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Cantrell v. Jpmorgan Chase Bank, N.A.

United States District Court, N.D. Alabama, Middle Division

August 15, 2014

KRISTIN CANTRELL, Plaintiff,
v.
JPMORGAN CHASE BANK, N.A., Defendant.

MEMORANDUM OPINION

VIRGINIA EMERSON HOPKINS, District Judge.

The case comes before the court on the defendant's Motion to Dismiss (doc. 15) and the plaintiff's Motion to Allow Second Amended Complaint (doc. 22). For the reasons stated herein, the motion to dismiss will be GRANTED, and the motion to amend the complaint will be DENIED.

I. INTRODUCTION AND PROCEDURAL HISTORY

This civil action was originally filed by the plaintiff, Kristin Cantrell, in the Circuit Court of Etowah County, Alabama. (Doc. 1-1 at 3). The original complaint alleged that defendant JPMorgan Chase Bank, N.A. (identified in the complaint as J.P. Morgan "d/b/a Chase" and hereinafter referred to as "Chase"), the holder of the Note and Mortgage on the plaintiff's home, and various fictitiously named defendants, were liable for wrongful foreclosure (Count One) and fraud (Count Two). (Doc. 1-1 at 3). The case was removed to this court on April 11, 2014. (Doc. 1).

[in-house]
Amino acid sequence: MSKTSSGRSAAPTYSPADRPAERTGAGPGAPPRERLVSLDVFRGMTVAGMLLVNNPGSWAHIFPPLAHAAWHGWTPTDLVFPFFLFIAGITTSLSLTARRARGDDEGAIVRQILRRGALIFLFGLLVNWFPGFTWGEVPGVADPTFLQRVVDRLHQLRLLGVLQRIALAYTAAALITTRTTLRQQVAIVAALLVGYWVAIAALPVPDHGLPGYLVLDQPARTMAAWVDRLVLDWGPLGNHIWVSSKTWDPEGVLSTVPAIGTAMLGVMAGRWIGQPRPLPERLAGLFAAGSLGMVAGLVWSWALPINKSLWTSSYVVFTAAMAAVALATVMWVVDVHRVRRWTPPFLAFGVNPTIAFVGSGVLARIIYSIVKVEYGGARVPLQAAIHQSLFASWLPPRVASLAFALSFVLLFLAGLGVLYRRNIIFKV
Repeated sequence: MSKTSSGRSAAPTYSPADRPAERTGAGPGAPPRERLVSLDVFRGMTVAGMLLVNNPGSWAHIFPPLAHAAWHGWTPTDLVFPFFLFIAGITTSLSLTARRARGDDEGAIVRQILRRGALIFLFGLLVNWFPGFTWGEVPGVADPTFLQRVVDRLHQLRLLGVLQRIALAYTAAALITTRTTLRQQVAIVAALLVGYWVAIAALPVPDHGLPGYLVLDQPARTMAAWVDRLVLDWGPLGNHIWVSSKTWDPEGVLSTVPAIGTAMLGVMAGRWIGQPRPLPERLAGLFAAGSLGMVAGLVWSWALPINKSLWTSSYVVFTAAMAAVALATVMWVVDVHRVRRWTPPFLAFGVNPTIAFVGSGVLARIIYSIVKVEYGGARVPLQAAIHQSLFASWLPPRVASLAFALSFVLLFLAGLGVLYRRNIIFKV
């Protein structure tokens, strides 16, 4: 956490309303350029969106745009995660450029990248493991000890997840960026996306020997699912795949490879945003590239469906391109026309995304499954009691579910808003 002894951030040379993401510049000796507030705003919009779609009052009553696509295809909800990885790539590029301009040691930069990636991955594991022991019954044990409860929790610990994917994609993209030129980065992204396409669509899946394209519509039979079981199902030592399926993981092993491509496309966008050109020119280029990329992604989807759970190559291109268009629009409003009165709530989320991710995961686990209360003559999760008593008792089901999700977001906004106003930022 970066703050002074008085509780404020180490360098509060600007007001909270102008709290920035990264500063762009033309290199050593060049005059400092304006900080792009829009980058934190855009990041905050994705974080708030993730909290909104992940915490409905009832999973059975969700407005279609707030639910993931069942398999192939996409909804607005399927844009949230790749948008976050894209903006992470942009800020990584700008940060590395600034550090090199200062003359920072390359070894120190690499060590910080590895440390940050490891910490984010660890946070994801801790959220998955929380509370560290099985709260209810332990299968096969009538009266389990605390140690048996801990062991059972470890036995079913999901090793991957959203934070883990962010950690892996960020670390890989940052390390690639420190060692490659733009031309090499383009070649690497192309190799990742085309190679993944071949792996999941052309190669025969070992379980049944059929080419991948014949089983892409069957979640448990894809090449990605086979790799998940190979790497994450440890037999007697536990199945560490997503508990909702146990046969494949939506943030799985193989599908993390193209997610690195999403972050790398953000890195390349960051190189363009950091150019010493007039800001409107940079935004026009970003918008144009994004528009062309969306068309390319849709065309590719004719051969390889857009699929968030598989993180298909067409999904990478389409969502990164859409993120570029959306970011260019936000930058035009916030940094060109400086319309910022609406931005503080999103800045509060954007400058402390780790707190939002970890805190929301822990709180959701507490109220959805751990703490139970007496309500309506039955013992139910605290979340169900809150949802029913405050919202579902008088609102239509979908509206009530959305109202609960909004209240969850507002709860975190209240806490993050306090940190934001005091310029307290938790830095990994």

On April 15, 2014, Chase moved to dismiss the complaint, pursuant to Rule 12(b)(6) of the Federal Rules of Civil Procedure, for failure to state a claim upon which relief may be granted. (Doc. 6). The court's uniform initial order, entered in this case on April 15, 2014, provides that any response to that motion was due no later than April 29, 2014. (Doc. 4 at 23) ("The opponent's responsive brief shall be filed no later than fourteen (14) calendar days thereafter."). The plaintiff filed no response by that deadline.

On May 1, 2014, two days after her response to the motion to dismiss was due, the plaintiff moved the court to allow her to amend the style of her complaint to properly name the defendant. (Doc. 7). The unopposed motion was granted by the court that same day. Also that same day, the plaintiff filed an unopposed motion for a 7 day extension of time to respond to the motion to dismiss, because "[p]laintiff's [c]ounsel has had an unusually heavy workload for the prior 14 days." (Docs. 8, 9).[1] Granting the relief the plaintiff requested would have made her deadline May 6, 2014-7 days from her original deadline of April 29, 2014. Instead of the relief she requested, the court granted the motion and gave the plaintiff until May 9, 2014, to respond.

On May 9, 2014, the plaintiff moved the court to allow her to file an amended complaint which "adds more specificity to the claims and adds a new claim of Failure to Grant Loan Modification." (Doc. 10). That same day, the plaintiff also responded to the then pending motion to dismiss. (Doc. 11). Attached to her response is the plaintiff's affidavit. (Doc. 11-1 at 1-3). Attached to the affidavit are three exhibits identified by the affidavit as:

- a transcript of a recording of a September 13, 2013, phone conversation between the plaintiff and a representative (or representatives) of Chase (doc. 11-1 at 4-26);

- a June 5, 2013, letter from Regions Bank (doc. 11-1 at 27); and

- the 2013 payment history, dated sometime in November of 2013, [2] prepared by